Man's Best Friend: 5 War Heroes That Were Dogs

war dogs
Heroes come in all shapes and sizes; some are even furry and walk on all fours. It is widely known that dogs are man's best friends for they hold no grudges and are eternally loyal toward their owners. Dogs have long been a great ally and a fierce protector of humans, they will lay down their lives at any given time to save their loved ones. Throughout history, many dogs have gained a reputation for their bravery on the battlefield. Here are the heartfelt stories of five courageous dogs that became war heroes and helped saved human lives.
1. Gunner – Australia's Alarm
Gunner Australia's Alarm
Japanese bombs were dropping out of the skies like rain over Australia's Northern Territory, Darwin, around 10 m on February 19, 1942, just over two months after the Japanese bombed Pearl Harbor. After the initial attack which sunk eight ships and damaged 37 others, soldiers went looking for the injured and the dead beneath the rubble.
Amidst all the destruction and chaos, they found a tiny survivor – a six-month-old male Kelpie (Australian sheep dog) whimpering and shivering in fear with a broken leg. The injured pup wound up in the tender hands of Leading Aircraftman Percy Westcott who made it his duty to seek help for the injured dog. Westcott took the dog to the doctor, who regretfully said he was not allowed to treat any “man” who didn't have a name or serial number. So Westcott named the Kelpie “Gunner” and gave him the number 0000. Satisfied, the doctor put a cast on Gunner's leg and sent them along their way.
From then on, the duo were virtually inseparable. When Gunner's leg began healing, he joined Westcott in his daily tasks. One day when the men were repairing planes in the airfield, Gunner started barking and jumping up and down. Then men paid him no heed, but within a few minutes, Japanese bombardiers came into sight and started shelling Darwin again. Thankfully, the men and Gunner managed to run to safety. Two days later, Gunner started making a commotion again, and this time the men knew better and took cover to prepare for the upcoming onslaught.
From February 1942 to November 1943, over 60 air raids were commenced on Darwin. Gunner warned the soldiers of nearly every single one, saving countless lives. Another amazing aspect of this was that Gunner never barked when Australian planes took off or were returning. He was able to differentiate between Australian aircrafts and Japanese aircrafts. It is not known what happened to Gunner after the war. We hope he had retired in a life of comfort with Westcott.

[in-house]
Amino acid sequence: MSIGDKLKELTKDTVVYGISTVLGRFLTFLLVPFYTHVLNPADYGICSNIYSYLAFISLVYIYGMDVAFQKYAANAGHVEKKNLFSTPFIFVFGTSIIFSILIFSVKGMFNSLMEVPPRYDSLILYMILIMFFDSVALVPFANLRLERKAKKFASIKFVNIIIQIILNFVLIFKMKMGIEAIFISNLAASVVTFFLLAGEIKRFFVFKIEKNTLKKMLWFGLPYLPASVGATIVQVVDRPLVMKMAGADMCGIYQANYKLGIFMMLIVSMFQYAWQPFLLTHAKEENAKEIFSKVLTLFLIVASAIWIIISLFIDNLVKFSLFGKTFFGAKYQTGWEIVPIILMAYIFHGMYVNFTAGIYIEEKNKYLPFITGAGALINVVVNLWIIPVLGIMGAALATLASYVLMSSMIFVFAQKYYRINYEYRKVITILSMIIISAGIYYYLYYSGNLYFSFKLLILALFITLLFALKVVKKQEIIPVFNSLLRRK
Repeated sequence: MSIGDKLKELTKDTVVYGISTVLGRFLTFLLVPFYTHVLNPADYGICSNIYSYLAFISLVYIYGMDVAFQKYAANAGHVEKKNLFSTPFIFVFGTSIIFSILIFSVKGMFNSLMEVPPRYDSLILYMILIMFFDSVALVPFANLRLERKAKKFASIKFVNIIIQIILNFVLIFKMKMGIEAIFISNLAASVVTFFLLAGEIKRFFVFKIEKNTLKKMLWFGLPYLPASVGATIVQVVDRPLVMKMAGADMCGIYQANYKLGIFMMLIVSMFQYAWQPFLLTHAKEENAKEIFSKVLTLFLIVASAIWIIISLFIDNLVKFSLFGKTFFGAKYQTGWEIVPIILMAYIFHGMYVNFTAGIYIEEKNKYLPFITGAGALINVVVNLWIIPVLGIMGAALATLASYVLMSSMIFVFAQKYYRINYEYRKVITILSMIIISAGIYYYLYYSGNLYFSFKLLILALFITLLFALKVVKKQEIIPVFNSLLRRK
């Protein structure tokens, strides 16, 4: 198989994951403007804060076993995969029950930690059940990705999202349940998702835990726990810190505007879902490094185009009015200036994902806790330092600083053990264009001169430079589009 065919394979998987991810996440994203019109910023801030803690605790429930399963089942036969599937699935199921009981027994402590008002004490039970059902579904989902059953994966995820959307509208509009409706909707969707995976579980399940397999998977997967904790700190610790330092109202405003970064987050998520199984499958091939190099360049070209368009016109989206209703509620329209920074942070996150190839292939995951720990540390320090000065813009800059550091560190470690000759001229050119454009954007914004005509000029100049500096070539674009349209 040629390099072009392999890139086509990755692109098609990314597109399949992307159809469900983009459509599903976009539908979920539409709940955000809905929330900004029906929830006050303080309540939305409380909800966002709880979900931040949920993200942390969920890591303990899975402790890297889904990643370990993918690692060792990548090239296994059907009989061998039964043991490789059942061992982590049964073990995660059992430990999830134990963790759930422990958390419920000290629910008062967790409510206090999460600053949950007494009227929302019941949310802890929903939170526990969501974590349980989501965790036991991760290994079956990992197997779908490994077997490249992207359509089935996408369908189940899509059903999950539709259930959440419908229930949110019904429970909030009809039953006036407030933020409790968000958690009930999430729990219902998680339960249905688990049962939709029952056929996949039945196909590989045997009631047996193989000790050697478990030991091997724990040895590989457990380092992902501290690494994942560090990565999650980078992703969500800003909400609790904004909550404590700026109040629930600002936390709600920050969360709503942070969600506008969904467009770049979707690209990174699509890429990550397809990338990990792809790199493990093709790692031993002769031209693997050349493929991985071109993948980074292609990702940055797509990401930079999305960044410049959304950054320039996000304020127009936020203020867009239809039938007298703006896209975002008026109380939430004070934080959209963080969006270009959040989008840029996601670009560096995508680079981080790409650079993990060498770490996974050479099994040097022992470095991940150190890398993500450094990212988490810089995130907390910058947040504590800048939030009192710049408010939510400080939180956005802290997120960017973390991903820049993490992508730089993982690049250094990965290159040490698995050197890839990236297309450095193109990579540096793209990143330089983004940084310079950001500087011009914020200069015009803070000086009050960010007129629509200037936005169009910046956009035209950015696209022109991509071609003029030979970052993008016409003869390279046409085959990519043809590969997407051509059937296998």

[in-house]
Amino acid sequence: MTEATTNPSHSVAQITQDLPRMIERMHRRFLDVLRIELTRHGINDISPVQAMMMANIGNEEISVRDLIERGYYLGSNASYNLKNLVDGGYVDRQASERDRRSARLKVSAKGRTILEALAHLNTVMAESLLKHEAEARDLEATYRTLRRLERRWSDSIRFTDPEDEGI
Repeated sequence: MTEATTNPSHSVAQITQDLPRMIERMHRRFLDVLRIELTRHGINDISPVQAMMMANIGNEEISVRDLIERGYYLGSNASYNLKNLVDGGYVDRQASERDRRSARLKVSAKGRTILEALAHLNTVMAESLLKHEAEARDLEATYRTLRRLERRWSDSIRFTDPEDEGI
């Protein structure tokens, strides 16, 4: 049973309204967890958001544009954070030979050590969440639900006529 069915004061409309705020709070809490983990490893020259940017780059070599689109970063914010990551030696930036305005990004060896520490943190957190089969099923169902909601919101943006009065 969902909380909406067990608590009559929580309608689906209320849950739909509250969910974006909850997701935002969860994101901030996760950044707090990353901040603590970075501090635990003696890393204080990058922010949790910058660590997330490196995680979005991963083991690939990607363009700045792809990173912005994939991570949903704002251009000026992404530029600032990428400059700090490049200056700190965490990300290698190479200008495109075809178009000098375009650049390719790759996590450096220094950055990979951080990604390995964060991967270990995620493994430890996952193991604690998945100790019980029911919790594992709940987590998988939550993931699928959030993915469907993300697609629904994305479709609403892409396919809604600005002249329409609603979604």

2. Rip the Rescue Dog
Rip the Rescue Dog
The Blitz was a period of intense bombing of London that commenced on September 7, 1940. For the next 57 days, German bombers reduced the city to little more than rubble. After a heavy shelling during the starting of the Blitz, an Air Raid Warden, E.King, found a hungry stray dog wandering the streets. He threw some meat at it but the dog refused to go away. The dog followed King back to his post, and eventually, became something of a mascot as he grew on everyone there. But Rip, as they named him, soon showed that he was worth more than a mascot.
Rip followed King out one night after a bombing and his nose started twitching. Rip followed his nose to a collapsed building and almost instinctively started digging. Rip uncovered a man, still alive, buried beneath. If it had not been for the dog, the man would have perished.
The surprising thing about it is that Rip had never been trained, but after that wonderful incident, Rip became England's first urban search and rescue dog. It was reported that he found and rescued over hundred people with his sensitive, life-saving nose. Thanks to Rip, today London’s police force and military trains hundreds of dogs per year to be part of their urban search and rescue teams.
In 1945, Rip was awarded the Dickin Medal for bravery, an honor bestowed animals for their service during war. On the medal, it reads “For Gallantry. We Also Serve.” Rip passed away in 1946 and is buried in Ilford Animal Cemetery in London.
3. Antis – The “German” Who Saved Frenchmen
Antis German Shepard